The TUF Dash F15 was more middling with high-end gaming than I expected, too. Its RTX 3070 struggled to meet the bar for smooth 60 frame-per-second gameplay when I ran some demanding titles like Control and Red Dead Redemption 2 at their highest graphical settings in 1080p. Open-world titles and games with ray-tracing features were particularly good at pushing this laptop to its limit.
With the games running at their highest graphical settings, the benchmark utility in Horizon: Zero Dawn averaged 68fps, while Red Dead Redemption 2’s benchmark averaged 58fps. Death Stranding fared better at around 80fps with DLSS settings set to quality mode. Control topped out at around 50fps with all ray-tracing settings set to max and DLSS on, though performance varied wildly depending on the level of action or environment. These are all very playable frame rates, though the numbers tell me that you’ll need to make a few graphical tweaks to run these games smoothly. And possibly, games releasing in the next year or two might not fare as well as these ones.
I was expecting better performance from this chip in these tests since the MSI GP66 Leopard, also using the RTX 3070, tested with higher numbers. However, there’s a good reason for these results. Asus explains on its product page that it set the chip’s clock speed and total graphics power to its lowest-possible power requirements, likely due to the laptop’s slim design and to maintain efficient performance. The TUF Dash F15’s GPU is clocked at 1,290Mhz (with a boost of up to 1,390MHz), and it has a total graphics power of 85W; this is compared to 1,620MHz and 130W in the GP66 Leopard, which is the highest-possible configuration.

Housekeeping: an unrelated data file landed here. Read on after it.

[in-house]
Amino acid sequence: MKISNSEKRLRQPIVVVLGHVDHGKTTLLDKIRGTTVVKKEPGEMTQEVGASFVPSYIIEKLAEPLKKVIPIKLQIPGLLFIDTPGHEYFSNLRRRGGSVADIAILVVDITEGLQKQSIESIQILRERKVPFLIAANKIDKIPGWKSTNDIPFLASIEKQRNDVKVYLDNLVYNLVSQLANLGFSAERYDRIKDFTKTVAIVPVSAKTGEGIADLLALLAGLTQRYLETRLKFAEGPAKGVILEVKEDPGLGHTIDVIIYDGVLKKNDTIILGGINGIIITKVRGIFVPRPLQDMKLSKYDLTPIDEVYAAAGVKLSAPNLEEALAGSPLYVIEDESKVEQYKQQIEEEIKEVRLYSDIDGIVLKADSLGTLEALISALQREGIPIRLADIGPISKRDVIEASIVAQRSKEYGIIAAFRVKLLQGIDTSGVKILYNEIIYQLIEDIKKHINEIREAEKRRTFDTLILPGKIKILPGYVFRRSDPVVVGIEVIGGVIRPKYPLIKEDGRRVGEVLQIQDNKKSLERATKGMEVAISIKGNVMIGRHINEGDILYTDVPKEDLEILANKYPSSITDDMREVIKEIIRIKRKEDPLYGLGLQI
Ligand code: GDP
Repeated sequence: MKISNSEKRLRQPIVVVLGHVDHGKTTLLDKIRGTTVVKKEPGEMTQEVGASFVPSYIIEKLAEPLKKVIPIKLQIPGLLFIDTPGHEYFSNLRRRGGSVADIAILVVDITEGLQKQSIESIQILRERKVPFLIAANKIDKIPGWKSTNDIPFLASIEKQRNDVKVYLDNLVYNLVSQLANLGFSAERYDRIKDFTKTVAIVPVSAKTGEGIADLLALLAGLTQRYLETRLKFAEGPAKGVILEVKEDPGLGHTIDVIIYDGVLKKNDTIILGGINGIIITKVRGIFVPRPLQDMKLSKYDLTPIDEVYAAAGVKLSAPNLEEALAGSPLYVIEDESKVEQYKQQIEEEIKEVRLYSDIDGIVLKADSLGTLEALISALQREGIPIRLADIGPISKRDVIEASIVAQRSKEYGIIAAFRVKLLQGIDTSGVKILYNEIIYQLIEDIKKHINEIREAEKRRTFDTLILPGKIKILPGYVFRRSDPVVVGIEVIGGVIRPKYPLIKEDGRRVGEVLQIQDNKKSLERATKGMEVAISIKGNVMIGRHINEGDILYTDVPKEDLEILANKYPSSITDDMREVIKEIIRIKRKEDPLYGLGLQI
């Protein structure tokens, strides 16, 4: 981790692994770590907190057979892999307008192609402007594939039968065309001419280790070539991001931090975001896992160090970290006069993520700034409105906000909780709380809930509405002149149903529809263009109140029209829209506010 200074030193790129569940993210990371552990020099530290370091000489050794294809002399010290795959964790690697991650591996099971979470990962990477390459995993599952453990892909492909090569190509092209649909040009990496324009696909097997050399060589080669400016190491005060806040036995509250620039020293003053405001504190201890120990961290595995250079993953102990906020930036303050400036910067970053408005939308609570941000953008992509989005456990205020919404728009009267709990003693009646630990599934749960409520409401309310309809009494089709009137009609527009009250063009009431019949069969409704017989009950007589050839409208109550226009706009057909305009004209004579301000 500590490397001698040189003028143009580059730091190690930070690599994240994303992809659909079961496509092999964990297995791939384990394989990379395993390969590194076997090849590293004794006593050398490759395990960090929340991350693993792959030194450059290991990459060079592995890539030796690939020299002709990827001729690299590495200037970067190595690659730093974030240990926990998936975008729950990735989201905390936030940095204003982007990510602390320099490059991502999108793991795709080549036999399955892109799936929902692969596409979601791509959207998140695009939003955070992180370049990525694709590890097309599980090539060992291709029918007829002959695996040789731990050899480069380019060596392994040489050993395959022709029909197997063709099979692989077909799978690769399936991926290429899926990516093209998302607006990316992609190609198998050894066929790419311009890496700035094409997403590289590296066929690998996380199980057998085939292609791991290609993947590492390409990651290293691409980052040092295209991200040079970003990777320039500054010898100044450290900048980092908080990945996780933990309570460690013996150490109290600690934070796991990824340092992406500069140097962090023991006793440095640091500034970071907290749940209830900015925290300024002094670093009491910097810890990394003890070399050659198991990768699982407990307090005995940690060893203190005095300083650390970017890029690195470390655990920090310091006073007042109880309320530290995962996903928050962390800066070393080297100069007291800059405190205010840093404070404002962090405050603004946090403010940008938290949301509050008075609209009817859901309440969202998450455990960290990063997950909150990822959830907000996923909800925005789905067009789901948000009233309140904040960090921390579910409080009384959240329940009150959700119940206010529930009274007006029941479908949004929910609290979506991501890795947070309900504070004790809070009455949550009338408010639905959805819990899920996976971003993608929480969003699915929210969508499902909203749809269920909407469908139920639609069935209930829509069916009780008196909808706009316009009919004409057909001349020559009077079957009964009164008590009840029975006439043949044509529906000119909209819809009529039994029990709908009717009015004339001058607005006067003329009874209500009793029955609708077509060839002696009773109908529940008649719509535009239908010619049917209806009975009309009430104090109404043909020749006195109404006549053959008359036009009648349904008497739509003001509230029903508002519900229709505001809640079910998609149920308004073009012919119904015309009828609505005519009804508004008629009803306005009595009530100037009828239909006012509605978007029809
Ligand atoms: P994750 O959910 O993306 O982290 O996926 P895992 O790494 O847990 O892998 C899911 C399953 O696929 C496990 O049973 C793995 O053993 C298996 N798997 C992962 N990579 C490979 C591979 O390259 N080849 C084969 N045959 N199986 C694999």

This kind of occurrence isn’t new. But what is new (and the cause for some confusion) is Nvidia’s recently evolved Max-Q branding, which previously indicated the power discrepancy noted above by attaching “Max-Q” to the graphics chip’s name. It now exists instead to tell people that a laptop ships with a particular set of power and efficiency software tools, which this one does.
In short, Asus’ new TUF Dash F15 includes a batch of specs that offer quite a bit of power when it’s needed and long-lasting efficiency when it’s not. But while the laptop provides a good balancing act and some relatively smooth gaming, I don’t think it’ll be perfect for everyone, mainly because it doesn’t really make the grade for many of the things we use laptops for.
Not only is it unusable for video meetings (again, no webcam), but it probably won’t meet the bar for more heavy-duty tasks like video production or even a daily load of apps like the ones I use. And for gaming, this slim machine’s RTX 3070 isn’t as powerful as I would want for a long-term investment like this, especially because I’m not convinced it has the chops to brave the next wave of demanding games in a year or two.
I think there will probably soon be some machines containing these new components that can manage to please everyone. But this isn’t it.
Photography by Cameron Faulkner / The Verge